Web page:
That trend would be bad news for ASEAN if the regional bloc was not a huge market itself, comprising 650 million people, many of them joining the middle income bracket and more than half of them under the age of 35.
“Increasingly, ‘Factory Asia’ is being seen as ‘Market Asia’ as consumption is booming from the growing middle class,” said Gabriela Ramos, chief of staff at the Organization for Economic Cooperation and Development (OECD).
With average gross domestic product (GDP) growth of 4.9% forecast for the ASEAN region this year, and its growing middle class, the digital trend is not necessarily a negative one for the region.
“The digital trend is leading to downward FDI in the world but up in ASEAN because it has the market,” Bolwijn said. “This is the fastest growing market with improved integration and access is improving.”
Another factor in ASEAN’s favor has been FDI inflows from Japan and South Korea, which have increased rather than declined despite growing economic uncertainty.
Japan’s total FDI in ASEAN reached $249 billion in 2018, a figure that has tripled over the past ten years, and far exceeds the accumulated totals of the European Union and the US in the region, said Nobuhiko Sasaki, chairman and CEO of Japan External Trade Organization (JETRO).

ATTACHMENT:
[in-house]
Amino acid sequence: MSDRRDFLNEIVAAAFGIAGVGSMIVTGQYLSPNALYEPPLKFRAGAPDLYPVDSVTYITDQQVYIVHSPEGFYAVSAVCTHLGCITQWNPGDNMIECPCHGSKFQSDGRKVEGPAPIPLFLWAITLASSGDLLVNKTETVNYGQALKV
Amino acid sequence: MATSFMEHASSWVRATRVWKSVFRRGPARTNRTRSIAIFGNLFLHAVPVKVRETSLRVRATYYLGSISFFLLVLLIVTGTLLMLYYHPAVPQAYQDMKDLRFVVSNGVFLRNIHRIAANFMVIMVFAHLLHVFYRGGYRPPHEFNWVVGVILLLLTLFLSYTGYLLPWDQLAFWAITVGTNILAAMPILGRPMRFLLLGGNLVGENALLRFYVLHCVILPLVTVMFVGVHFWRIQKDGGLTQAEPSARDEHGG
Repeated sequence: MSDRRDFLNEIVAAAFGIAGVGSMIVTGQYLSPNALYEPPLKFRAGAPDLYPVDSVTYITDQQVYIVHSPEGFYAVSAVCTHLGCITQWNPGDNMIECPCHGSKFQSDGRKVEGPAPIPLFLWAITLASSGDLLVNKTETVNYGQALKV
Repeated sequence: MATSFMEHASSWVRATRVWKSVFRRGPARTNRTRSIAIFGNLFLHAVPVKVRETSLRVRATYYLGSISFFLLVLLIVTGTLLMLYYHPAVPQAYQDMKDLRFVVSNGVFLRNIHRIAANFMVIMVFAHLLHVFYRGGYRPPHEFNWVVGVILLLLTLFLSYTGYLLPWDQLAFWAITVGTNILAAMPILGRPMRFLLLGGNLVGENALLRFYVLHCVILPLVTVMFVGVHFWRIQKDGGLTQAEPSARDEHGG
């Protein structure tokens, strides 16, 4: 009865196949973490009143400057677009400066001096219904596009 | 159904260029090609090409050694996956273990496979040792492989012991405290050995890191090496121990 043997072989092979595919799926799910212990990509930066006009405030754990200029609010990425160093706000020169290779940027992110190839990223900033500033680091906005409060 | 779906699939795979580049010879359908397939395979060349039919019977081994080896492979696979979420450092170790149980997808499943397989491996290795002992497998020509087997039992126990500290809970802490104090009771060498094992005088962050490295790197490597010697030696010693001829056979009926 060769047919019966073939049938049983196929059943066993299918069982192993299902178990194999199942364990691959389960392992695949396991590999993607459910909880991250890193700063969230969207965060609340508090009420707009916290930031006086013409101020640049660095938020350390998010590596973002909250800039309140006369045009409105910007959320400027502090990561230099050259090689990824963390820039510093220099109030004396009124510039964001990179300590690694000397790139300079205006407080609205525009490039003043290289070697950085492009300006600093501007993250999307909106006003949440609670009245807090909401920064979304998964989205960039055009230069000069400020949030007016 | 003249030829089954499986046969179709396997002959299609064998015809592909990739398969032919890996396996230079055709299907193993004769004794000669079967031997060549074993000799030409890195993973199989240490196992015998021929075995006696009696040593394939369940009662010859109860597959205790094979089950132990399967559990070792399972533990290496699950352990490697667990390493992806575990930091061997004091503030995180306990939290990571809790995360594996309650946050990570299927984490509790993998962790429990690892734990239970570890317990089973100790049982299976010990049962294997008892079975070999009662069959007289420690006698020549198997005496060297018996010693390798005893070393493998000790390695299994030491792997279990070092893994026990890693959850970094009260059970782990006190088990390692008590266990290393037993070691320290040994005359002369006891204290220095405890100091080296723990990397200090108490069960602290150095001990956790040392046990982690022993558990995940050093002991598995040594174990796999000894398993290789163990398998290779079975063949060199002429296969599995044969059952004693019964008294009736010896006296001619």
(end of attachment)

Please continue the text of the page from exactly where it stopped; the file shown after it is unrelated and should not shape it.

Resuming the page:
South Korea has likewise become a growing player in ASEAN over the past decade, with much of its FDI shifting away from China, according to UNCTAD. While Korean FDI in China was three times higher than that in ASEAN in 2000, the numbers have now reversed, Bolwijn said.
Despite all the good FDI news for ASEAN, with US President Donald Trump still controlling US foreign trade policy, the global investment climate remains uncertain, with no clear sign where America’s tariff-imposing leader will strike next.
FDI from the US to ASEAN plummeted to just $8 billion last year, compared with $25 billion in 2017, primarily due to Trump’s tax reforms that prompted US companies to repatriate their overseas profits.
There is much ASEAN governments could still do to improve their allure to foreign investors, panelists at ABIS noted.
“Now is the time for ASEAN to demonstrate its commitment to the world as the standard bearer of free trade,” JETRO’s Sasaki said.
While ASEAN has made considerable progress in creating a real free trade area for tariffs , namely through the advent of the ASEAN Economic Community (AEC) in 2015, it still has far to go in terms of removing non-tariff measures, Sasaki noted.
Another common complaint heard from panelists was the need for freer-flowing intra-regional computer data, deemed a necessity in the emerging digital era.
“Investors will look at data and how easy it is to access,” said WEF’s Wood, noting that several ASEAN governments have imposed tight controls over data flows, citing security concerns. “Policymakers need to think how they can allow data and services to flow, flourish and thrive.”